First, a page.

Currently, California employers are facing two troubling issues:
1. The probability of increased marijuana usage amongst the workforce since the legalization of recreational marijuana
2. An incredibly low unemployment rate of 4.3% creating a very shallow labor pool of that workforce
Over the last 32 years, marijuana in California has evolved, first in 1996 with the legalization for medicinal use and now recently this year, marijuana has become legal for recreational use. With the decriminalization of marijuana, the negative stigma attached to the “drug” has dramatically declined, creating an increase in users and tolerance in the workforce.
Pre-employment drug screening has been a long-standing best practice when hiring to promote a safe workplace and reduce employers’ liability. However, with an increased proportion of the workforce using legalized marijuana, employers are starting to ask themselves if it’s realistic to continue to reject viable candidates for using marijuana.
Currently, California is at a record low unemployment rate of 4.3%, which is great news for our economy, but bad news for employers looking to hire talent. This shallow labor pool makes it extremely difficult to find qualified applicants. Now, the idea of eliminating an otherwise qualified candidate due to pre-employment drug testing is troubling many hiring managers.
Presently, employers in California are forced to find a balance between maintaining a safe work environment and the need to hire a good employee. But does it have to be one or the other? Before considering whether are not to throw out your company’s pre-employment drug screen policy, consider the following:
According to the National Council on Alcoholism and Drug Dependence, out of the 14.8 million Americans who abuse drugs, 70% of them are employed. When employees are under the influence at work, there is an increased chance of an incident resulting in an injury or damages, increasing the employer's risk for liability due to negligent hiring or vicarious liability. This is an important concept for hiring managers and employers to thoroughly understand.
Negligent Liability is a claim made by an injured party against an employer based on the theory that the employer knew or should have known about the employee’s background which, if known, indicates a dangerous or untrustworthy character.
For example, imagine a company hired a warehouse worker with a substance abuse issue and did not conduct a background check or drug screen, then that worker while operating a forklift or any heavy machinery under the influence, seriously injured or killed another employee due to impairment. Under negligent liability, the company could be liable for not properly vetting this warehouse worker and a claim could be made that the employer should have known about this substance abuse issue had they done a drug screen.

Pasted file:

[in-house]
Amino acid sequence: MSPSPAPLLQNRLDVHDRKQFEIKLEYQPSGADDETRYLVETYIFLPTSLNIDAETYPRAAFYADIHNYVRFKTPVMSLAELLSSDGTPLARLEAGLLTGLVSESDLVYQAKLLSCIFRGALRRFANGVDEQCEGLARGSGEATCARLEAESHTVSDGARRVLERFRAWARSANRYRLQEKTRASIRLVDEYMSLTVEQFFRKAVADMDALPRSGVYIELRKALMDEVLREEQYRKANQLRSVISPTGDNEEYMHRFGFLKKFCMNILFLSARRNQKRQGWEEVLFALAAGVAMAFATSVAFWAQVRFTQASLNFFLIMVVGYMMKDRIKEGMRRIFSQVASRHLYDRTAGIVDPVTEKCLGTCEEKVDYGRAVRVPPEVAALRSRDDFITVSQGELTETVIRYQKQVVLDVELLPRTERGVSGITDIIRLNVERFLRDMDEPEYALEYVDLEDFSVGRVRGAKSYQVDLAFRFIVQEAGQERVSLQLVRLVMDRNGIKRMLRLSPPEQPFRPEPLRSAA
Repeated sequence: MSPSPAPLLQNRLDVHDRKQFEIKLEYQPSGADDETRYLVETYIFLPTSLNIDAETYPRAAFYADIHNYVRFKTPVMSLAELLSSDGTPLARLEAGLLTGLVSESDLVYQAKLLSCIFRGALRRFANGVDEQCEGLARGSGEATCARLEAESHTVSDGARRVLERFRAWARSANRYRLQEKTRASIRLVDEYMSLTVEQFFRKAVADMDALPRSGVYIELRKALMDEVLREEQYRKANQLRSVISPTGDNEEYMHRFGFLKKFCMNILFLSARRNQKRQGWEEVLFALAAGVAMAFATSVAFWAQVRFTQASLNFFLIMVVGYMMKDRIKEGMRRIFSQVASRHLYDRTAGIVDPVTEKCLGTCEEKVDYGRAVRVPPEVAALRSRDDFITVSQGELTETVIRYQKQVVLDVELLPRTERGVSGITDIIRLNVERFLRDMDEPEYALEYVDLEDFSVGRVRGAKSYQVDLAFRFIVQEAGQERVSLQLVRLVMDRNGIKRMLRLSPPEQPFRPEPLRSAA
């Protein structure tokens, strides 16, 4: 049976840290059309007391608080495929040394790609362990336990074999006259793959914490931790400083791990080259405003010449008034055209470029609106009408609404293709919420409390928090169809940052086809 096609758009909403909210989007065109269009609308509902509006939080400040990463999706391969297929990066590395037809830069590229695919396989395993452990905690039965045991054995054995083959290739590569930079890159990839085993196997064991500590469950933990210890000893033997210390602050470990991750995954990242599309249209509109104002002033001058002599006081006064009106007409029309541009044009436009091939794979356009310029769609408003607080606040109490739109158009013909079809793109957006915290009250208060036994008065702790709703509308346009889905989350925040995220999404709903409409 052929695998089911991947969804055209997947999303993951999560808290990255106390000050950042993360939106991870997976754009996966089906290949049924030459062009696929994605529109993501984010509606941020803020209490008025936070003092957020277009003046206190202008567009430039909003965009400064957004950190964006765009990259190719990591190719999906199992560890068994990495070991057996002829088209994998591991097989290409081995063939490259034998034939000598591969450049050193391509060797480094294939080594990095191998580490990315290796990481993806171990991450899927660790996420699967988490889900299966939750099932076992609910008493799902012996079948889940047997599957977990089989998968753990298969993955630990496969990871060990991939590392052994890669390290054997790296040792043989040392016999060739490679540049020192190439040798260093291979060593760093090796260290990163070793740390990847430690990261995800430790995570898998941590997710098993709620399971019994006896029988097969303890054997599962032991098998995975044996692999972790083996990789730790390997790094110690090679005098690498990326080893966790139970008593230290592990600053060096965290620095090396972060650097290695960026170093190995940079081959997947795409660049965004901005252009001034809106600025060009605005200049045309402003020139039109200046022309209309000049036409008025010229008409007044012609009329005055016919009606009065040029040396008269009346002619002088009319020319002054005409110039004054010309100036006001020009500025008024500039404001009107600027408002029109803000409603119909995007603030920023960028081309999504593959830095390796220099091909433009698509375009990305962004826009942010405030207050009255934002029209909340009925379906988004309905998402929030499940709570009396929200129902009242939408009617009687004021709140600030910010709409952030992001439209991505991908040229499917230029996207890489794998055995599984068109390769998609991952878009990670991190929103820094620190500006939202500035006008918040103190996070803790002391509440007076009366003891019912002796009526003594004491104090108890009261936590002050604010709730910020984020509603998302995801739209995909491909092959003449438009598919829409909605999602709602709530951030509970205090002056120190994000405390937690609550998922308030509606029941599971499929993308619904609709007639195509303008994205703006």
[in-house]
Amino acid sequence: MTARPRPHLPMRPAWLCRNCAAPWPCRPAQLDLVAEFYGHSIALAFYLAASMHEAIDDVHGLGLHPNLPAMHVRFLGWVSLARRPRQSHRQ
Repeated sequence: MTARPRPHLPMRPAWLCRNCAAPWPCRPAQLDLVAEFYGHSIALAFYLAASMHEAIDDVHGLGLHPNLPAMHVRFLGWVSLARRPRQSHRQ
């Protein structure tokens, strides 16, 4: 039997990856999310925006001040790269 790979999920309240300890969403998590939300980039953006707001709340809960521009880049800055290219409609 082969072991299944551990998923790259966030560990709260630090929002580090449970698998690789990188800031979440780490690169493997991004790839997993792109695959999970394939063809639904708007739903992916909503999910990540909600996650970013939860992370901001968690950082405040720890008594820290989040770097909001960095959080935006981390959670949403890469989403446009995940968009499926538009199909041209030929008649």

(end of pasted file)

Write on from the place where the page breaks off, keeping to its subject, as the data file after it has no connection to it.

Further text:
The U.S. Department of Justice reported U.S. business owners to spend $140 billion dollars per year on drug abuse (including turnover). Not marijuana, but cocaine, heroin, ecstasy, methamphetamines and non-medical prescription drugs are the leading causes for concern.
According to the National Safety Council, employees who abuse prescription drugs are 2-5 times more likely to be late, take unexcused absences, be injured at work, file workers’ compensation claims, show violence at work, and be fired or quit within the first year of employment.
Most pre-employment drug panels can account for these drugs. So then does it make sense to cease pre-employment drug screens just to avoid losing a candidate to testing positive for marijuana? Which choice has less risk for employers? In an attempt to circumvent this conundrum, some companies are choosing to continue with pre-employment drug tests, but remove marijuana from their testing panel. And much like any business decision, there is still risk. Employers should carefully consider all factors and seek guidance from their HR Consultant and/or legal counsel before eliminating their pre-employment drug testing.
Here is a short list of Pro and Cons of Pre-employment Drug Testing
Narrow down an already slim labor pool by eliminating possible competent candidates
Opiates are a real problem and can hide in prescription drugs, which may not show up as a fail
There is no current test for marijuana inebriation – a candidate may test positive even if their usage was days prior
Promote safer workforce
Promote a more productive workforce
Help decrease turnover
Help decrease absenteeism
Reduce employer risk
Lower WC incident rates
Construction and manufacturing industries
Drug testing today is highly accurate
Some states offer reduced insurance costs and WC discounts
Essential questions to consider:
What industry are you in?
Are workers in your industry more inclined than others to use marijuana?
What are the state marijuana laws where you operate?
Does your business have safety-sensitive positions?
Does your company have difficulty recruiting candidates?
Has employee impairment at work been a problem?